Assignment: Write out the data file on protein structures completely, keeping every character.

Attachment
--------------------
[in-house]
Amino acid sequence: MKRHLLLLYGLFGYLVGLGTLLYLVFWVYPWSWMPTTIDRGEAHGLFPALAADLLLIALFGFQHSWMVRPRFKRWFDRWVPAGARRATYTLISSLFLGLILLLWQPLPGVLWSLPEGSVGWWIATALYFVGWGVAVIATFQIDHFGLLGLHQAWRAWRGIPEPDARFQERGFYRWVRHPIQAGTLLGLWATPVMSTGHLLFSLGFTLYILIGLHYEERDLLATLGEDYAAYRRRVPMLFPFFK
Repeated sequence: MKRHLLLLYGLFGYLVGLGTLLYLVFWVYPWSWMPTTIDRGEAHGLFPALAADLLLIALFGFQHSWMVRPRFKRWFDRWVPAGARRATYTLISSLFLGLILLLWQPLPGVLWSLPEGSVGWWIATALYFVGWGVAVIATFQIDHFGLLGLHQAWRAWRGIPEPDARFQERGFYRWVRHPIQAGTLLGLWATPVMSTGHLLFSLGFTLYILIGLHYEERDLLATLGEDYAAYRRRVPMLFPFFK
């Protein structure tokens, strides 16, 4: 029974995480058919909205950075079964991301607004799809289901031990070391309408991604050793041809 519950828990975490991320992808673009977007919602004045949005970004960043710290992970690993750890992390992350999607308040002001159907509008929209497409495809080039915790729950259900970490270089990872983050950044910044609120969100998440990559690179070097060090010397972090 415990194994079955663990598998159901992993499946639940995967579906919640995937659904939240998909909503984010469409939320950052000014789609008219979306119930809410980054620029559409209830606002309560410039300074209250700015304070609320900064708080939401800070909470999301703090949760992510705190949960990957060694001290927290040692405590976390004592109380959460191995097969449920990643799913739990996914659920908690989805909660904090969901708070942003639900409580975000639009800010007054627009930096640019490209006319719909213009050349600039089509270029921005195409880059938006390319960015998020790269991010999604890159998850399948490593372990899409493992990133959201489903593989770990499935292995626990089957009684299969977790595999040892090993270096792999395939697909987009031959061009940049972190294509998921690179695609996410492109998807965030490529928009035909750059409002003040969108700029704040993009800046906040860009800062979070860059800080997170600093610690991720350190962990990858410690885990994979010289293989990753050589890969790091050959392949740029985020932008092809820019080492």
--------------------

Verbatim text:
[in-house]
Amino acid sequence: MKRHLLLLYGLFGYLVGLGTLLYLVFWVYPWSWMPTTIDRGEAHGLFPALAADLLLIALFGFQHSWMVRPRFKRWFDRWVPAGARRATYTLISSLFLGLILLLWQPLPGVLWSLPEGSVGWWIATALYFVGWGVAVIATFQIDHFGLLGLHQAWRAWRGIPEPDARFQERGFYRWVRHPIQAGTLLGLWATPVMSTGHLLFSLGFTLYILIGLHYEERDLLATLGEDYAAYRRRVPMLFPFFK
Repeated sequence: MKRHLLLLYGLFGYLVGLGTLLYLVFWVYPWSWMPTTIDRGEAHGLFPALAADLLLIALFGFQHSWMVRPRFKRWFDRWVPAGARRATYTLISSLFLGLILLLWQPLPGVLWSLPEGSVGWWIATALYFVGWGVAVIATFQIDHFGLLGLHQAWRAWRGIPEPDARFQERGFYRWVRHPIQAGTLLGLWATPVMSTGHLLFSLGFTLYILIGLHYEERDLLATLGEDYAAYRRRVPMLFPFFK
């Protein structure tokens, strides 16, 4: 029974995480058919909205950075079964991301607004799809289901031990070391309408991604050793041809 519950828990975490991320992808673009977007919602004045949005970004960043710290992970690993750890992390992350999607308040002001159907509008929209497409495809080039915790729950259900970490270089990872983050950044910044609120969100998440990559690179070097060090010397972090 415990194994079955663990598998159901992993499946639940995967579906919640995937659904939240998909909503984010469409939320950052000014789609008219979306119930809410980054620029559409209830606002309560410039300074209250700015304070609320900064708080939401800070909470999301703090949760992510705190949960990957060694001290927290040692405590976390004592109380959460191995097969449920990643799913739990996914659920908690989805909660904090969901708070942003639900409580975000639009800010007054627009930096640019490209006319719909213009050349600039089509270029921005195409880059938006390319960015998020790269991010999604890159998850399948490593372990899409493992990133959201489903593989770990499935292995626990089957009684299969977790595999040892090993270096792999395939697909987009031959061009940049972190294509998921690179695609996410492109998807965030490529928009035909750059409002003040969108700029704040993009800046906040860009800062979070860059800080997170600093610690991720350190962990990858410690885990994979010289293989990753050589890969790091050959392949740029985020932008092809820019080492």